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Educating Our Unknowing


Educating Our Unknowing

We often think of social media as a superficial, easy-breezy mode of communication. And in some ways, that might be true. But as I learned this week, the way we choose to engage, interact, and produce content on our social media platforms can also hold a lot of meaning - some of it conscious, some of it not, but all of it a distilled imprint of our education, our background, our culture, and all of the unseen factors that influence the lens we see the world through.

Image source: University of British Columbia,  Dialogue on Canada’s Truth and Reconciliation Commission , 2013

Image source: University of British Columbia, Dialogue on Canada’s Truth and Reconciliation Commission, 2013

This being National Indigenous History Month, my first week as Social Media Coordinator at Hands On Media Education coincided with National Indigenous Peoples Day (NIPD), celebrated on June 21st. Knowing that it was an important day to acknowledge and highlight, I was eager to spread the word on HOME’s social media platforms. But shortly after I started skimming the Internet for images and piecing words together, something just felt off

As a white, non-Indigenous Canadian, the task of writing about a day, a month, a celebration that isn’t mine made me confront my own “whiteness”, and along with it, my privilege and my own unknowing when it came to articulating the importance of a day like NIPD. How do I write about this? *Should* I be writing about this? What do I actually know about this day? Can I post an image of a pow wow? Is that appropriate? 

The task proved harder than I expected. I wasn’t sure how to approach it, what to say, and how to say it. As it turns out, the experience was an important part of an ongoing learning curve. It was uncomfortable, but it was necessary. Despite my background in History, my interest in the news and Indigenous issues, I still had a lot to learn. I’ll always have a lot to learn.

Walk for Reconciliation through downtown Vancouver, September 2013. Image from the TRC Final Report.

Walk for Reconciliation through downtown Vancouver, September 2013. Image from the TRC Final Report.

It also made me realize that I likely wasn’t alone. There were probably a lot of people who felt that they didn’t have the knowledge or the words to navigate Indigenous histories, heritage, cultures, and the difficult but crucial issues surrounding the legacy of the residential school system and the lasting impacts of colonisation. It is important that we resist mitigating the discomfort of our own ignorance by avoiding the topics altogether; it is such a crucial and exciting time for Indigenous voices, with landmark movements such as “Idle No More”, the publication of the Truth and Reconciliation Commission report and the UN Declaration on the Rights of Indigenous Peoples, the global emergence of several Indigenous-led organisations, not to mention the string of recent award-winning documentary films made by Indigenous, Métis, and Inuit filmmakers. They are but a few examples of the momentum that has been building, carving a place for Indigenous voices and perspectives.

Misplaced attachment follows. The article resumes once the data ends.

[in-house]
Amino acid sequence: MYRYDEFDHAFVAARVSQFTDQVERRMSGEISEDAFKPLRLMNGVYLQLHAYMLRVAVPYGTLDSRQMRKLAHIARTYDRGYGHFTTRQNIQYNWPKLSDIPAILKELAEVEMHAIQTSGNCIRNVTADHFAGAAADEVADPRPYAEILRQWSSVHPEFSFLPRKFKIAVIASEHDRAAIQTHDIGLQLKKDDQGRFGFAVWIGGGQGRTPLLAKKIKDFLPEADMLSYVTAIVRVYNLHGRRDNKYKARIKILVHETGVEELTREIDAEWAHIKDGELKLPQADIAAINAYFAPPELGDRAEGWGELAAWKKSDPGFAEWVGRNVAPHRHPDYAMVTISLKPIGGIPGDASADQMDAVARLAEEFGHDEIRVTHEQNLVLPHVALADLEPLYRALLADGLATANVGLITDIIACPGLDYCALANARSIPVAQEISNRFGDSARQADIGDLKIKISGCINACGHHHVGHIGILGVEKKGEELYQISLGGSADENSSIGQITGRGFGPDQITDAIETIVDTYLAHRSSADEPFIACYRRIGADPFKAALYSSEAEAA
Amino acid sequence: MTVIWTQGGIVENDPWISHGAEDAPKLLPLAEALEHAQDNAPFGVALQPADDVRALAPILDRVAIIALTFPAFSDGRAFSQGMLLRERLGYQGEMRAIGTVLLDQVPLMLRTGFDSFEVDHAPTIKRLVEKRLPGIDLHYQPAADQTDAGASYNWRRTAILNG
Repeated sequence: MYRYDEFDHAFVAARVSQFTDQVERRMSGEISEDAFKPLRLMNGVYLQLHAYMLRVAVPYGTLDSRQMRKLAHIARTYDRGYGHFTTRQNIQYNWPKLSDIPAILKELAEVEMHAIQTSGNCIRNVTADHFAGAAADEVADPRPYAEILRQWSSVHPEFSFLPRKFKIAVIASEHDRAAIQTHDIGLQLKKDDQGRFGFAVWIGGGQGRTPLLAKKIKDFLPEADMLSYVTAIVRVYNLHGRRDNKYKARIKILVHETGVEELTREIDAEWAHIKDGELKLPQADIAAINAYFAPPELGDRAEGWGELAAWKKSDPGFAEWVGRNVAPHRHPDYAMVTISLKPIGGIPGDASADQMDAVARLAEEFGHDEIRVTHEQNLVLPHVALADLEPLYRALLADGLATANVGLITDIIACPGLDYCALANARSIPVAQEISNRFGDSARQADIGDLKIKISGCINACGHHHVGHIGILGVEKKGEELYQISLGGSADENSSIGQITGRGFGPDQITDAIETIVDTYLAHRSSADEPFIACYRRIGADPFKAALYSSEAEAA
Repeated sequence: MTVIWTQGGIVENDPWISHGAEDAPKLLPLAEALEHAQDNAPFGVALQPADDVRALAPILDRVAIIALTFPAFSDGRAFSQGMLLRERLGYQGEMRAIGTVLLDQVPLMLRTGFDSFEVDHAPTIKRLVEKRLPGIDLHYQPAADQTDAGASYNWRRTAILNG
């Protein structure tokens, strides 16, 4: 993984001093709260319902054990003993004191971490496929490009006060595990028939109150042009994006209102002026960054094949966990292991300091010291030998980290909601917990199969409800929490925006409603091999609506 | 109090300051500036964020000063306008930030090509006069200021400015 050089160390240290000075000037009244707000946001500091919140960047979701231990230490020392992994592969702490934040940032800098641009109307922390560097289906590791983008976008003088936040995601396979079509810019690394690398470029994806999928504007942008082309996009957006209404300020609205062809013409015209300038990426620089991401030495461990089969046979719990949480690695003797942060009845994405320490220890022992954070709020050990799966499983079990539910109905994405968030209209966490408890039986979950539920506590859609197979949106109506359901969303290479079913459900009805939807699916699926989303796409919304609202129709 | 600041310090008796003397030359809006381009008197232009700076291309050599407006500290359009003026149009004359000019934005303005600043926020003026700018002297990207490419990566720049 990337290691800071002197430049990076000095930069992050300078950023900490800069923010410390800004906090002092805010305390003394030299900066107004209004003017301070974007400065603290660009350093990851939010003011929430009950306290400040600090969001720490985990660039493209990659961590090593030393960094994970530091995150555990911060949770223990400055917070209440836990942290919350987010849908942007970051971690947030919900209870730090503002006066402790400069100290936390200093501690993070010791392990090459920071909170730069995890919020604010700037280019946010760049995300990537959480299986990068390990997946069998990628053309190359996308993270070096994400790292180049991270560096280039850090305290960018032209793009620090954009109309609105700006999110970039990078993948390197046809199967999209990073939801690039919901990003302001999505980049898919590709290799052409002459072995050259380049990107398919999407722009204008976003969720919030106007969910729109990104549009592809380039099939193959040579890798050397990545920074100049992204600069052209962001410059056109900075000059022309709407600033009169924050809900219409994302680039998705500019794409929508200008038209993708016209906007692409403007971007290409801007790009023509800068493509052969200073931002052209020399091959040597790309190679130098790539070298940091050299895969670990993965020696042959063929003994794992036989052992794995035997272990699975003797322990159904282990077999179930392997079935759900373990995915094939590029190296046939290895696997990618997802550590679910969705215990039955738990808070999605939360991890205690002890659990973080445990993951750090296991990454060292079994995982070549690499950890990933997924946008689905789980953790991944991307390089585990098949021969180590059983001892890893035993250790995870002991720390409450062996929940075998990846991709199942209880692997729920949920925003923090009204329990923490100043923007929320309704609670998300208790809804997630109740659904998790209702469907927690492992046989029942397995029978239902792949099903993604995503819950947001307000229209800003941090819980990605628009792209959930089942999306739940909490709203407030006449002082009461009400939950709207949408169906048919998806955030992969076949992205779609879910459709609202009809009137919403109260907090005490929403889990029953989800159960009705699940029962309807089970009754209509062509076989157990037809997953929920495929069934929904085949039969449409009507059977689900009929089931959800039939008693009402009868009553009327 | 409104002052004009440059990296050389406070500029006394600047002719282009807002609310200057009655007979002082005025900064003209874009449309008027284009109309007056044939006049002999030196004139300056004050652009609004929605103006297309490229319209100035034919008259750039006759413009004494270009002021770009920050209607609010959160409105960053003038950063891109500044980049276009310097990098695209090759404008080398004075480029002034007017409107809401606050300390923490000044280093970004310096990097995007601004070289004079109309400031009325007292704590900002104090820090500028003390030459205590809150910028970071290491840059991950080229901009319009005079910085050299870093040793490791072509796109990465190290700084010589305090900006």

Hands On Media workshop - Bennet Field, Northwest Territories, 2017

Hands On Media workshop - Bennet Field, Northwest Territories, 2017

We each have a role to play in reconciliation, to acknowledge our history, and to work together towards a better and more informed future. By making space for diverse narratives, by listening, by reflecting on ways we can overcome our own lack of knowledge, we pave a way to supporting and understanding one another. Since the mission at Hands On Media Education has always been to use education as a tool to open conversation and build critical thinking, we wanted to share a list of educational resources for educators, students, and/or lifelong learners looking for ways to be more informed and engaged with Indigenous issues, during (and beyond!) National Indigenous History Month. 

We hope they can help you explore and learn more about Canada’s true diversity and open up dialogue in your classrooms, homes, universities, and any other setting. Please let us know if there are any other resources you would recommend in the comments below!

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Legacy of Hope Foundation - an Indigenous-led charitable organisation that aims to raise awareness and educate the public about the legacy and impact of Residential Schools on Indigenous, Métis and Inuit communities. Along with developing research and policy actions, they provide a variety of resources for educators, students, and researchers:

Media Smarts logo.png

Media Smarts - a Canadian-based not-for-profit organisation providing media and digital literacy programs and resources geared towards youth. They cover a wide-variety of topics, from cyberbullying to online privacy to navigating social media and developing critical thinking skills. Hands On Media is a proud collaborator of Media Smarts and encourages parents and teachers to learn more about their resources on Indigenous culture, history, and representation in the media:

Assembly of First Nations (AFN) - a national advocacy organisation representing 900,000 First Nations citizens across Canada. It is a key actor in discussions with governments, the private sector, and the public with regards to treaties, Indigenous rights, and land resources: